Effect of the Delay and Moderate Reward Amounts with a Fixed Initial Time (Now)
A second subset of trials compared choices between nine original trials (Kirby et al., 1999) to two identical types that varied t2 to be earlier or later than the original one. The initial time was fixed to deliver immediate reward (t1 = 0), and the early and later reward were moderately sized and fixed within sets of three choices (e.g., x1 = 24, x2 = 35) (see Table 1). HLM analyses compared the effect of the delay within sets of three trials (original t2, earlier t2, later t2) and the effect of the total amount of reward across the nine sets of three trials. A parameter was added to the HLM for t2, ordering each of the nine triplets by their mean x1, x2 amounts to assess quantity effects with a centered linear “quantity contrast.” This analysis complements the previous one by changing which variable was manipulated while leaving the others constant. Previously we only varied the second quantity and this time we only varied the length of the larger delay interval while holding the other three parameters fixed.
As the t2 delay increased, participants generally became increasingly impatient for money compared to consumables, t2 by money vs. consumables: OR = 0.99, z = -4.47, p < 0.001, and more impatient for pens than snacks, t2 by domain omnibus: χ2(2) = 26.85, p < 0.001; t2 by pens vs. snacks: OR = 0.994, z = -2.54, p = 0.011. But looking separately at each group, only low hoarding individuals showed this increasing impatience with longer delays for money and pens, t2 by group by domain: χ2(2) = 11.77, p = 0.003; t2 by domain in high hoarding individuals: χ2(2) = 0.37, p = 0.831; t2 by domain in low hoarding individuals: χ2(2) = 27.03, p < 0.001; t2 by money vs. consumables in low hoarding individuals: OR = 0.993, z = -4.48, p < 0.001; t2 by pen vs. snack in low hoarding individuals: OR = 0.994, z = -2.55, p = 0.011. There were no effects of the amount of moderate reward or any other effects in this model, χ2s < 2.55, ps > 0.115 (see Figure 2). Therefore, low hoarding individuals had high discount rates for money compared to consumables (i.e., would only choose LL after short delays for money) but high hoarding individuals had similar discount rates for both money and consumables as t2 increases.
FIGURE 2. Intertemporal discounting responses for effects of delay and moderate reward amounts with a fixed initial time (now). The percent of participants choosing the LL option overall split by smaller-sooner (x1) and larger-later (x2) reward amounts, which are listed above plots. Choices for money are represented with green lines, pens in blue, and snacks in orange. Low hoarding individuals are represented by solid lines and high hoarding individuals are represented by dashed lines.
Effects of Adding a Constant to Both Times: Testing Exponential Discounting
Theories of exponential discounting hold that people’s discounting rates decline exponentially as time increases, and the rate of discounting only depends on the difference in time between the two points. Exponential discounting assumes that with fixed quantities, delaying both t1 and t2 by the same constant will not alter choices. To assess the fit of exponential curves, crosstabs were created in the form (x1, t1 vs. x2, t2) compared to (x1, t1 + k vs. x2, t2 + k), where k is a constant.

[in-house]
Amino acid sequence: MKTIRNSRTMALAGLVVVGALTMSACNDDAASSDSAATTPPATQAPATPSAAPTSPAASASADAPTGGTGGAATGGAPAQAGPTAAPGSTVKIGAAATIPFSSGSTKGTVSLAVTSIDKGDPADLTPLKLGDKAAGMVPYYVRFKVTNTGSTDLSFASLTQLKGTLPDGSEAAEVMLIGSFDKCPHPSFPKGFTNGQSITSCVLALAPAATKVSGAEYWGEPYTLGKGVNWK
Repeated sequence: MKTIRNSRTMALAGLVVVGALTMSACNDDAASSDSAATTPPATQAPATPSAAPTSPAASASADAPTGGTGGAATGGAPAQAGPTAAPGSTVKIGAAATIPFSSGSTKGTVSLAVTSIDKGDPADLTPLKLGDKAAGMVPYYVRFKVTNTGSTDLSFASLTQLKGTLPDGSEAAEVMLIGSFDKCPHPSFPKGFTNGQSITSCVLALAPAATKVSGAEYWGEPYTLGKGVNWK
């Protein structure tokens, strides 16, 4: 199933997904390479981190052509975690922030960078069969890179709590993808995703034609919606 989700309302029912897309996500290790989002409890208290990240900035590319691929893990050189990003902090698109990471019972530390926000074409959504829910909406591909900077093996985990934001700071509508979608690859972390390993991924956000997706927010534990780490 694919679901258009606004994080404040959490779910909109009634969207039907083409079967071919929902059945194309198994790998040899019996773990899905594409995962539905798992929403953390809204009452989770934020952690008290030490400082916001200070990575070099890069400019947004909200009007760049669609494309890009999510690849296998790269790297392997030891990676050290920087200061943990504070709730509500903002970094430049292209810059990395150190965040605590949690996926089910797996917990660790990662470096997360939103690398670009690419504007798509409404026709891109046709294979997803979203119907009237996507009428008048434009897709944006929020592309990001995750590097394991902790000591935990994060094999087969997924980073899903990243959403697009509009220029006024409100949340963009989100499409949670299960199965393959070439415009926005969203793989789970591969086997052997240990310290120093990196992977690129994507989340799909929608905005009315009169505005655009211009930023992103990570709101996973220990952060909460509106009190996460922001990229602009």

The number of preference reversals were summed over the three trial pairs (i.e., 0, 1, 2, or 3 preference reversals) and compared with a Poisson HLM, but this time using the number of preference reversals as the dependent variable. The original trials involved moderate reward amounts (19–75 items) offered immediately (0 days) or after a moderate to large delay (21–93 days), and to these trials a corresponding constant of 15, 20, or 32 days was added to both the early and the later option.
Overall, choices were consistent across groups and domains, χ2(1)s < 0.348, ps > 0.50. Within each domain, there was also no difference in the number of consistent compared to inconsistent choices between the low and high hoarding groups, zs < 0.20, ps > 0.60. In line with the high hoarding group’s general consummatory impulsiveness, high hoarding individuals predominantly made consistently impulsive choices for pens and snacks (about eight times more often SS–SS than LL–LL) but chose more often to be consistently patient for money (50% more LL–LL than SS–SS). The low hoarding individuals, instead, were biased to be somewhat impulsive for all three domains, choosing SS–SS about 50% more often than LL–LL for pens, snacks, and money (see Table 3; Figure 1C). Thus, both low and high hoarding groups were consistent with assumptions of exponential discounting, but high hoarding individuals had many more SS–SS consistent choices for pens and snacks compared to low hoarding individuals, as was the case in the overall discounting rates.
TABLE 3. Cross-tabulations by group and domain for tests of exponential discounting, with a constant added to both times with (x1, t1 vs. x2, t2) compared to (x1, t1 + k vs. x2, t2+k).
Effects of Multiplying a Constant by Both Amounts: Testing the Power Utility Function